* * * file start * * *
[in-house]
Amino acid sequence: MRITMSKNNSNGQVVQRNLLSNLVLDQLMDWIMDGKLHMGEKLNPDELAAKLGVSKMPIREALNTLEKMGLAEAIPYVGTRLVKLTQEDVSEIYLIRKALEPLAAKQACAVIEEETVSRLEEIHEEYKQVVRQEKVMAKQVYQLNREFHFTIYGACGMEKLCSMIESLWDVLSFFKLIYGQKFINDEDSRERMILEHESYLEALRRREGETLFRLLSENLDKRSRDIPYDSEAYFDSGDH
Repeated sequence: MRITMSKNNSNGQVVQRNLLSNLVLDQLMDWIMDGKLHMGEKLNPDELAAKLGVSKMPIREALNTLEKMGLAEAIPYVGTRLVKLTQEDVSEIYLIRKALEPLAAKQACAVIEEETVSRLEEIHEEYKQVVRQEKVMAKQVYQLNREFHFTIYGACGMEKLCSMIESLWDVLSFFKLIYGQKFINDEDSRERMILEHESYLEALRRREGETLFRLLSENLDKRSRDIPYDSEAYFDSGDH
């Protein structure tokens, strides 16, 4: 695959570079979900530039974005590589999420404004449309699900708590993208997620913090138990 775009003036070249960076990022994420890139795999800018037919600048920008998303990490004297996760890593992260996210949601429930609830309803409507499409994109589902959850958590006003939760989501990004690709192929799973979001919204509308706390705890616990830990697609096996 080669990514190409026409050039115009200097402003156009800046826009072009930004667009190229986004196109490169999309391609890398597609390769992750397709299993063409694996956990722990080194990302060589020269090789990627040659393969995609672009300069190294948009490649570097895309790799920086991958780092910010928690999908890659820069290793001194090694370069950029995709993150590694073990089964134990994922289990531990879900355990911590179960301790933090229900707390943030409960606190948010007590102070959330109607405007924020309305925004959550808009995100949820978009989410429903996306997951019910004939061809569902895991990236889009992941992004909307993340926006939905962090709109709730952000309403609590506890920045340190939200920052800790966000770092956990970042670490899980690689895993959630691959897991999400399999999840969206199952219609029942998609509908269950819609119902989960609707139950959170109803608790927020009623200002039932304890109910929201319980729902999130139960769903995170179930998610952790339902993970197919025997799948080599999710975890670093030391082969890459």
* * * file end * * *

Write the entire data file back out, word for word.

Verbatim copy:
[in-house]
Amino acid sequence: MRITMSKNNSNGQVVQRNLLSNLVLDQLMDWIMDGKLHMGEKLNPDELAAKLGVSKMPIREALNTLEKMGLAEAIPYVGTRLVKLTQEDVSEIYLIRKALEPLAAKQACAVIEEETVSRLEEIHEEYKQVVRQEKVMAKQVYQLNREFHFTIYGACGMEKLCSMIESLWDVLSFFKLIYGQKFINDEDSRERMILEHESYLEALRRREGETLFRLLSENLDKRSRDIPYDSEAYFDSGDH
Repeated sequence: MRITMSKNNSNGQVVQRNLLSNLVLDQLMDWIMDGKLHMGEKLNPDELAAKLGVSKMPIREALNTLEKMGLAEAIPYVGTRLVKLTQEDVSEIYLIRKALEPLAAKQACAVIEEETVSRLEEIHEEYKQVVRQEKVMAKQVYQLNREFHFTIYGACGMEKLCSMIESLWDVLSFFKLIYGQKFINDEDSRERMILEHESYLEALRRREGETLFRLLSENLDKRSRDIPYDSEAYFDSGDH
């Protein structure tokens, strides 16, 4: 695959570079979900530039974005590589999420404004449309699900708590993208997620913090138990 775009003036070249960076990022994420890139795999800018037919600048920008998303990490004297996760890593992260996210949601429930609830309803409507499409994109589902959850958590006003939760989501990004690709192929799973979001919204509308706390705890616990830990697609096996 080669990514190409026409050039115009200097402003156009800046826009072009930004667009190229986004196109490169999309391609890398597609390769992750397709299993063409694996956990722990080194990302060589020269090789990627040659393969995609672009300069190294948009490649570097895309790799920086991958780092910010928690999908890659820069290793001194090694370069950029995709993150590694073990089964134990994922289990531990879900355990911590179960301790933090229900707390943030409960606190948010007590102070959330109607405007924020309305925004959550808009995100949820978009989410429903996306997951019910004939061809569902895991990236889009992941992004909307993340926006939905962090709109709730952000309403609590506890920045340190939200920052800790966000770092956990970042670490899980690689895993959630691959897991999400399999999840969206199952219609029942998609509908269950819609119902989960609707139950959170109803608790927020009623200002039932304890109910929201319980729902999130139960769903995170179930998610952790339902993970197919025997799948080599999710975890670093030391082969890459």